October 2012 was the last time I raced this distance. Just writing that feels like a confession, but don’t worry, this report doesn’t contain any more embarrassing personal revelations. Am I supposed to like running or what?! Honestly guv, I really do. So anyway, having had a few months of good winter training I decided to enter the Coventry Half Marathon. I mean, if I didn’t pull my finger out, by the time I’d entered another Half, it’d be time for the next Olympics already. The plan was to see if I could get anywhere near my PB, set in those heady 2012 days, although I would have been happy with sub 1:30.
My morning prep involved throwing my clothes on, not showering, not stretching, and feeding Eva brekkie, which makes me realise how much I used to faff in childless days. Claire and Eva gamely agreed to come with me, provide transport and moral support. Standing in freezing cold Coventry for 2 hours – what better way to spend a Sunday morning? Don’t I treat them well?
We ended up finding a parking space in a car park about 5mins from the start, which was fortunate, as that final half hour before that start seems to pass in a flash. I bumped into Andy Wheeler on the way to the start and we nudged into the starting pen by the 1:30 pacer. I wondered how fast he could go without that big flag he was carrying (the pacer, not Andy) – it fell off on the course somewhere so I guess now we know. Once amongst the bodies it wasn’t so cold (Emperor penguins have really got that one right), the race soon started and we were off round the centre of Coventry. It always catches me by surprise me just how fast people go off at the start. I tried to rein myself in a bit, but still did the 1st mile in about 6:30 and was getting constantly overtaken. I knew I couldn’t keep that up for long and took my foot off the gas a bit. After a 1.5mile lap of the city centre we crossed the ringroad and climbed out of town.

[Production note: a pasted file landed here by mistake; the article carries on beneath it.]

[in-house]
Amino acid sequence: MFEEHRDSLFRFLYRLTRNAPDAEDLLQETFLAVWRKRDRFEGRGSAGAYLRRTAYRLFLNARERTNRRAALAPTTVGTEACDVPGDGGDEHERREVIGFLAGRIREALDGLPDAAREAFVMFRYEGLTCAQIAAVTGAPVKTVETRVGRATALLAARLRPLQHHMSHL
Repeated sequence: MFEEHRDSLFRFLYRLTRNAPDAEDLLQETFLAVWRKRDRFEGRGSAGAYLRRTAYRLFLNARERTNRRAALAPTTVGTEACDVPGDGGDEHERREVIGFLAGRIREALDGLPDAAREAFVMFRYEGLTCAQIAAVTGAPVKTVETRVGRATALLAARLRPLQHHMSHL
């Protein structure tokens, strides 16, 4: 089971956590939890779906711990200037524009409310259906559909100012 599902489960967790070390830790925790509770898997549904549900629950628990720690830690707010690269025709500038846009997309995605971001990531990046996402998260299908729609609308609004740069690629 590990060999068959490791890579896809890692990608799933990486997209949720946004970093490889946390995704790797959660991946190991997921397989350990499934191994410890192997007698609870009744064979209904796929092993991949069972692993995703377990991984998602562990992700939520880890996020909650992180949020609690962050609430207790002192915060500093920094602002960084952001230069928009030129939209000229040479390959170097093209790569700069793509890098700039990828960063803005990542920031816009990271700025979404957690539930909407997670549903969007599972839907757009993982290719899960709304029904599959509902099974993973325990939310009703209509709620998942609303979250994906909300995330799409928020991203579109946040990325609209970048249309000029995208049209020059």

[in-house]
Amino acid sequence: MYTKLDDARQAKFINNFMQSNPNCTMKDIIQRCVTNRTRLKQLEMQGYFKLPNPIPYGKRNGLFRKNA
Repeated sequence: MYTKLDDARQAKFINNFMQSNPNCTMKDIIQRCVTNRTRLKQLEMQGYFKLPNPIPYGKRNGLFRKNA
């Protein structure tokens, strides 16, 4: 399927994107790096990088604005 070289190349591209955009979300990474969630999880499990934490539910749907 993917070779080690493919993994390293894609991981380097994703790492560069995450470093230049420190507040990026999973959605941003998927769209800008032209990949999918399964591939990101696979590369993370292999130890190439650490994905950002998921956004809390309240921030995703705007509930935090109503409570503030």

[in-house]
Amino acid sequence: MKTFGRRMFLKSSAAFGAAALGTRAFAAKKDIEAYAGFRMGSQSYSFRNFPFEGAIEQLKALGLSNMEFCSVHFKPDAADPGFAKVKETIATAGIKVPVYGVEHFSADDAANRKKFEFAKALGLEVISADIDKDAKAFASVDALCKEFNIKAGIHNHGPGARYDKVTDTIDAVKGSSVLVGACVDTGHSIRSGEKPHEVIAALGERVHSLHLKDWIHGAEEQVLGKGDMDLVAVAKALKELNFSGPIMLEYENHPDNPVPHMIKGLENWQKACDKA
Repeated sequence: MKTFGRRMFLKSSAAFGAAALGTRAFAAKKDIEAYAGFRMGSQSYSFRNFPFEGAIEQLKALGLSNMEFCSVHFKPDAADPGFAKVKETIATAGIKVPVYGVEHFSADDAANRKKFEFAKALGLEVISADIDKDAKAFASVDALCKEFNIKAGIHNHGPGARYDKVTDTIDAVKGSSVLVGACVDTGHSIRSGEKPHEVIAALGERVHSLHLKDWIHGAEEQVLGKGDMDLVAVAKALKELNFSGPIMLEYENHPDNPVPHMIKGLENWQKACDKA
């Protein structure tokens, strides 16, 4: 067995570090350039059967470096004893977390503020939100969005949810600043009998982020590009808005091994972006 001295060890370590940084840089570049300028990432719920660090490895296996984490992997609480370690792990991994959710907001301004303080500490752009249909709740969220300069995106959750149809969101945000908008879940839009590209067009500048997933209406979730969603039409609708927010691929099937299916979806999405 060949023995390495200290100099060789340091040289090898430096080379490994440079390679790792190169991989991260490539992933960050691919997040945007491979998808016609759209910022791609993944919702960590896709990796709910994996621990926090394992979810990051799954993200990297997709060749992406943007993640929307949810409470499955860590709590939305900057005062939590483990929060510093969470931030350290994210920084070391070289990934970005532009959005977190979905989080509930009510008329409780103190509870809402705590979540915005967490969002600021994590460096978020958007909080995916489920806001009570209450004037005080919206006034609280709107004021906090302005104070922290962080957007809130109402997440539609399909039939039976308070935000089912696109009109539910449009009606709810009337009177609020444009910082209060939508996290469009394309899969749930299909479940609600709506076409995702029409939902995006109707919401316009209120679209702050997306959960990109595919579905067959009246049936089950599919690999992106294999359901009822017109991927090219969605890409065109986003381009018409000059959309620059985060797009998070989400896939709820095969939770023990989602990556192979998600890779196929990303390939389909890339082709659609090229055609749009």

The course is undulating and on average climbs for the first 8miles. I tried to keep out of the stiff breeze by drafting off other groups of runners and tried to get as much benefit out of this during the early stages before the field spreads out and you start feeling like a bit of a numpty sat on the shoulder of the only other person within 100m!
The course felt fairly well supported in the suburban sections (including one woman watching from her bedroom window in pyjamas) and we soon found ourselves on country lanes, climbing more steeply. Passing a church in Allesley we were serenaded by a band playing “500miles”. I hoped it wasn’t that far to the finish. At the water station I grabbed a bag of water, squeezed and it exploded water bomb style all over me. I proclaimed my disappointment, licked the water off my hand, and carried on. No matter, there was another water station at 7miles. I did exactly the same thing! Just before the big hill on mile 8 someone (I didn’t see who) shouted “come on Jonny Hammond” which gave me a boost so thanks whoever that was. From this point in the race I stopped noticing things like the scenery, focusing instead on my own body and not bumping into anyone else’s.
At about 9m in I still felt like I had something in the tank, which was a real psychological boost as I knew it was downhill all the way from here (apart from one quite mean bit where you detour off the main road down a 400m hill and then have to come back on yourself). I soon met Linda, who said “I’ve gone” (Linda, you sounded it but you didn’t look it! well done for hanging in there for 5th lady). I kicked on, trying to up it for the last 5k and a glory sprint for the line (i.e. gurning whilst flailing arms everywhere, you all know what I mean). Claire and Eva had positioned themselves in the optimum position to cheer me back into the city centre (I think there was tea provided there too). Spectators had long ago thinned out so this was a welcome boost and just the encouragement I needed to man up and keep pushing until the end. I crossed the line in 1:26:40, which I was delighted with – faster than I was expecting, only 30s off a PB, and a good base for the summer.
There’s a decent race village at the finish, decent goody bag and medal. All in all a well organised event which I hope to do again. There were 2000 runners last year and 3,500 this year so it’s obviously doing something right. Also I like running downhill in the last few miles when I’m already knackered, but if you’re more attracted by the prospect of a real swine of a hill in the last 5k then may I recommend the Birmingham Half.
Congrats to all who ran and thanks to all the supporters.